Pubdate: Wed, 20 Nov 2013
Source: Reporter, The (PA)
Copyright: 2013 The Reporter
Author: Daylin Leach
Note: State Sen. Daylin Leach, a Democrat, represents the 17th District.
Page: A5


Garrett Brann is about to turn 3 years old. He has a form of epilepsy,
known as "Dravet Syndrome," which is robbing him of his childhood, a
normal life, and so much more. The disease manifests itself primarily
in almost constant seizures.

Garrett routinely has more than 100 seizures, of varying degrees of
intensity, every day. Garrett's story is obviously sad, but what makes
it truly tragic is that there is a treatment which could very possibly
end Garrett's seizures and allow him to live a normal life. However,
because that treatment is a derivative of marijuana, he is not allowed
to have it.

As a result of these seizures, Garrett's brain does not rest long
enough to develop normally.

He, like all children with Dravet's, suffers from severe cognitive
underdevelopment, which only gets worse with time. He used to be able
to feed himself and speak, but he has lost those abilities.

He can no longer walk consistently and frequently falls.

As a result, Garrett's parents have had to rush him to the emergency
room repeatedly for stitches and other medical treatment.

Garrett can't run, climb steps or jump like a normal 3-year-old. He
receives occupational, physical and speech therapy, but makes no real
progress in any of these areas as the Dravet's continues to run its
often fatal course.

In an effort to ameliorate the seizures as much as possible, Garrett
is on a highly toxic and addictive three-drug regimen. These drugs are
known to cause liver damage.

One of them is not covered by insurance and costs the Brann family
thousands of dollars per year.

The treatment that could help Garrett is known as "Charlotte's Web",
named after the first little girl with Dravet's whom it helped.
Charlotte suffered from near constant seizures.

Nothing seemed to
help until she was given the marijuana-based oil. The results were
miraculous. Her seizures went from hundreds per week to less than
one. She is now developing normally and has regained much of what she
lost when she was seizing all the time. Similar results have now been
seen in dozens of children with Dravet's. If you are interested in
seeing Dr. Sanjay Gupta's full report on Charlotte's Web on CNN, you
can go to: Http:// com/watch?v=CiShwotFJR8.

The miracle treatment is a tincture or oil that comes from a certain,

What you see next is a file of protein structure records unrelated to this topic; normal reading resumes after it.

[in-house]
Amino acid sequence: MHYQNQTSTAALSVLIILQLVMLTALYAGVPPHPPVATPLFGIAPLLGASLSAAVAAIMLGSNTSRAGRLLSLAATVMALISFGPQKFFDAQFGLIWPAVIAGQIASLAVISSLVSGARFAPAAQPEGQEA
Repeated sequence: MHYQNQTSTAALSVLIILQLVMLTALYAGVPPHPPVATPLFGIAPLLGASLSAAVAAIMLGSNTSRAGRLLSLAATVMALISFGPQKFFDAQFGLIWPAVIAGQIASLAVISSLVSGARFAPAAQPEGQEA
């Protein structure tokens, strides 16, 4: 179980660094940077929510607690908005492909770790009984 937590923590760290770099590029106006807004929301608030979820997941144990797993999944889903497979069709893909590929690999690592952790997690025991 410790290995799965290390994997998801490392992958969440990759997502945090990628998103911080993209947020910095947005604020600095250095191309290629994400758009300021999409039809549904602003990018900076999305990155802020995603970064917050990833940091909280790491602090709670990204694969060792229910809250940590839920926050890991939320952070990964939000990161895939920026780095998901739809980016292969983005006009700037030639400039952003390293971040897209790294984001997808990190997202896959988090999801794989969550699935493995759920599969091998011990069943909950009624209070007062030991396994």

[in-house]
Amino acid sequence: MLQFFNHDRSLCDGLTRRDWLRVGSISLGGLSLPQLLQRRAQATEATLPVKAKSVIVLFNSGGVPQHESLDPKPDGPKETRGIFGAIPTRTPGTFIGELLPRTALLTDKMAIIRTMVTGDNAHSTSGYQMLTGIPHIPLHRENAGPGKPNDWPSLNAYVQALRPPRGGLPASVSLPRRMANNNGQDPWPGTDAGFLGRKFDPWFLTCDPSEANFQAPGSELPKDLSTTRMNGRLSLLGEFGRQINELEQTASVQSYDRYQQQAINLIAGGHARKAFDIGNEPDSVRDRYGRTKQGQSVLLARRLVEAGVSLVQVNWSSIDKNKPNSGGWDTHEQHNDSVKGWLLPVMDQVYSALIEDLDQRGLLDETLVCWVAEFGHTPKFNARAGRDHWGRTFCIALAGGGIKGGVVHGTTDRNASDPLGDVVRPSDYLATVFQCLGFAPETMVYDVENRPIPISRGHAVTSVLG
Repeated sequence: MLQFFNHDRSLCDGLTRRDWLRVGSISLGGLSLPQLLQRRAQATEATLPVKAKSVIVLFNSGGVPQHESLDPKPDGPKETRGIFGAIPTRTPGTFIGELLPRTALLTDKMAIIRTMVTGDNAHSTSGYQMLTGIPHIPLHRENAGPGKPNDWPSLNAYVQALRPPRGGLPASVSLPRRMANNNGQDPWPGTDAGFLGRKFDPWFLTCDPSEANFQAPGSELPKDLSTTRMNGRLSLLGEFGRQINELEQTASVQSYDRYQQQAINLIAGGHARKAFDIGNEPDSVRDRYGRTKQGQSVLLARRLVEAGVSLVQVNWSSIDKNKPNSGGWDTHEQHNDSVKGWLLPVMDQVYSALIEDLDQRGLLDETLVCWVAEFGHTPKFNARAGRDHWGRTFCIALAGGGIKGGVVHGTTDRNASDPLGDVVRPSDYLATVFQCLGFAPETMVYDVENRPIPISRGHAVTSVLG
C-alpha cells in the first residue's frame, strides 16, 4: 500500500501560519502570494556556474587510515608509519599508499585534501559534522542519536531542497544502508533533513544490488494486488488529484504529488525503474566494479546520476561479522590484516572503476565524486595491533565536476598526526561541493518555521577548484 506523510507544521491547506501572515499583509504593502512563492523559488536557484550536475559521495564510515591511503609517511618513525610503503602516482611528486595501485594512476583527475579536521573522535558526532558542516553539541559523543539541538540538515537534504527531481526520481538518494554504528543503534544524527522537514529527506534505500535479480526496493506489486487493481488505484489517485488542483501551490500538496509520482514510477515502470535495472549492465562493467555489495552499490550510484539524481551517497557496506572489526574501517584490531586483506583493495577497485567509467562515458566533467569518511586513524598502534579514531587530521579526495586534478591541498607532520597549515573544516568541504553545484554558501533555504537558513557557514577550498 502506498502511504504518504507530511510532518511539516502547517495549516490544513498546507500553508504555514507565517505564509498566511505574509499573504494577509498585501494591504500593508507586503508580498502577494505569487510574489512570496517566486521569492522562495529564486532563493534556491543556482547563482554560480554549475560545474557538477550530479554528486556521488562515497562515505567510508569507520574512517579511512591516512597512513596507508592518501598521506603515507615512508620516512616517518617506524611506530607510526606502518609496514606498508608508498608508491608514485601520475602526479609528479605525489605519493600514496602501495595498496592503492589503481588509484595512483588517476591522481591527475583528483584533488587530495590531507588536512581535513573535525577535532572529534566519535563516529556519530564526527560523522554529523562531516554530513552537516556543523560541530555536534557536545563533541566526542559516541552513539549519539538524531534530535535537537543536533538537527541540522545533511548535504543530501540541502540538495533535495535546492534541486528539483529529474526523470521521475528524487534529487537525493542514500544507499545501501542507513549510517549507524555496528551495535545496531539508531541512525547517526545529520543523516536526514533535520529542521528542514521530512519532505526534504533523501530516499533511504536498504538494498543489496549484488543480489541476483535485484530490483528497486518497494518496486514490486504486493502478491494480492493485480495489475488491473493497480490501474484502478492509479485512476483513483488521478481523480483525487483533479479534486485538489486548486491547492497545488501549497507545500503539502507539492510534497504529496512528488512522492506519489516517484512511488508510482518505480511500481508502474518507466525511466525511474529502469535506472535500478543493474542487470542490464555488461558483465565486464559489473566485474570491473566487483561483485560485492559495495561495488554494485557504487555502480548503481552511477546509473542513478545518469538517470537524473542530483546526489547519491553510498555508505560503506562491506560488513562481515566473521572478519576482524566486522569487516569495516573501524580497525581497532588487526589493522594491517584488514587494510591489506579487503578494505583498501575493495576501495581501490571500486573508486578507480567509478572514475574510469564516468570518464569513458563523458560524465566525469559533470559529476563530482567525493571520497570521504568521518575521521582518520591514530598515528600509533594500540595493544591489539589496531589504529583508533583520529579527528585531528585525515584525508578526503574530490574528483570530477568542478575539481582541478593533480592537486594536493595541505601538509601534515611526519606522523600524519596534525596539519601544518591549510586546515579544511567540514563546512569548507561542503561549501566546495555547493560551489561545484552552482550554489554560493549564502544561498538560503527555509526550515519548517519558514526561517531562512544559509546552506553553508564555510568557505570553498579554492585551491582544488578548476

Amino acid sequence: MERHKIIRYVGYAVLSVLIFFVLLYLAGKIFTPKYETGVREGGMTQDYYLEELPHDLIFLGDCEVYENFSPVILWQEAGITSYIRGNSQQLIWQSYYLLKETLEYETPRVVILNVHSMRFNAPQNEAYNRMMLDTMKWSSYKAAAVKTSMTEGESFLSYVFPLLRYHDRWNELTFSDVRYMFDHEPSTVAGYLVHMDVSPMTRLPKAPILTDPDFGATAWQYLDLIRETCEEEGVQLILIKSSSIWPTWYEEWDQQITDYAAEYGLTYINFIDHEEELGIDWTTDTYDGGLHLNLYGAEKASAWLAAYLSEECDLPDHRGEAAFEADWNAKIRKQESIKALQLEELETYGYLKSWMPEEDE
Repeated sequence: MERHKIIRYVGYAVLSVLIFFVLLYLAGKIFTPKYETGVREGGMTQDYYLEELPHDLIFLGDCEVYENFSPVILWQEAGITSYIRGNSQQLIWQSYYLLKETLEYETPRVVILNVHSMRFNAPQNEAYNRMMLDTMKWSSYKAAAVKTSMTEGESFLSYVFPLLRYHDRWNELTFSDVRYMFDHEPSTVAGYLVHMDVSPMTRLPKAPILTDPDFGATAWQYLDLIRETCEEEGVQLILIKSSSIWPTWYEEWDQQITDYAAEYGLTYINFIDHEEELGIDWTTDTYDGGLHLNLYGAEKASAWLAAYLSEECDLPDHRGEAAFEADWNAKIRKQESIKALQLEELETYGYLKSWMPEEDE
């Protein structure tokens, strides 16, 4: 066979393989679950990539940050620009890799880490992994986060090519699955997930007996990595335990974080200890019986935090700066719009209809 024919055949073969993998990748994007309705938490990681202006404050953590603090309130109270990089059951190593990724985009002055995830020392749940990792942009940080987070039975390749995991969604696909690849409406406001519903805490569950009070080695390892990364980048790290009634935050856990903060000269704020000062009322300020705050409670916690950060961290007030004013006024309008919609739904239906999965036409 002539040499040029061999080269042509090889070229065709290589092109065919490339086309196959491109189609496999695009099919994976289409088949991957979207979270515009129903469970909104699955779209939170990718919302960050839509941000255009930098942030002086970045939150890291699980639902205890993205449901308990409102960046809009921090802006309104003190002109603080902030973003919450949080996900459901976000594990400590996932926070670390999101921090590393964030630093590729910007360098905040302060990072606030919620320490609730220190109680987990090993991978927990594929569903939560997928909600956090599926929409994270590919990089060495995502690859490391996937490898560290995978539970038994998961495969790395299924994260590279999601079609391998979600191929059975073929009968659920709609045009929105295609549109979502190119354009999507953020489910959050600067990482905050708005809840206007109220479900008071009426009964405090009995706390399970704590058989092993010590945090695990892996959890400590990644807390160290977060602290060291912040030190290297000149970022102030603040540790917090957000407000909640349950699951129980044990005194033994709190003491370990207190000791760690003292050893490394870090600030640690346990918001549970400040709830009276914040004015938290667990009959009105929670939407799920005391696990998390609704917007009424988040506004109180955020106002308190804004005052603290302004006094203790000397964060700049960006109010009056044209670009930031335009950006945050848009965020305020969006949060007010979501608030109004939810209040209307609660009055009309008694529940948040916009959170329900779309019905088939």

specific strain of marijuana.

It is important to know that marijuana contains two active

The first is tetrahydrocannabinol or "THC". This is the part of the
marijuana plant that is an intoxicant and makes you high. The other
active compound is known as cannabidiol or "CBD", which cannot make
you high at all. The specific strain of marijuana used to create
Charlotte's Web is packed with CBD and contains almost no THC. So the
oil that could help Garrett cannot and will not make Garrett
intoxicated in any way.

If Charlotte's Web came from a yucca plant or bacteria grown in a
laboratory, it would be an absolute no-brainer. It would be easily
available in every CVS or Rite-Aid in America. But because it comes
from marijuana, the plant that dare not speak its name, no child in
Pennsylvania can obtain, possess or use it. Garrett's parents can fly
to Colorado, establish residency, buy the oil and bring it back to
Pennsylvania, but if they do they risk arrest and felony

This is an insane policy.

A few drops of a simple oil can potentially save a young boy's life
(and the lives of many others like him). The oil is not addictive, not
intoxicating, and has no side effects. There is no rational reason to
deny this child the medicine he needs. The only thing that stands
between Garrett and a normal life is fear of a word... marijuana.

For some reason, that word has the same effect on many policymakers in
Harrisburg and Washington as Kryptonite has on Superman; it causes
them to lose their ability to think clearly and forces them to flee in

We must overcome this superstitious and unreasoning way of thinking.
It is causing people to suffer needlessly, either with symptoms that
could be eased, or with the side effects of drugs far more toxic and
dangerous than Charlotte's Web could ever be. There is a little boy's
life at stake.

Would our thoughtless policy on medical marijuana make sense if
Garrett was your son?
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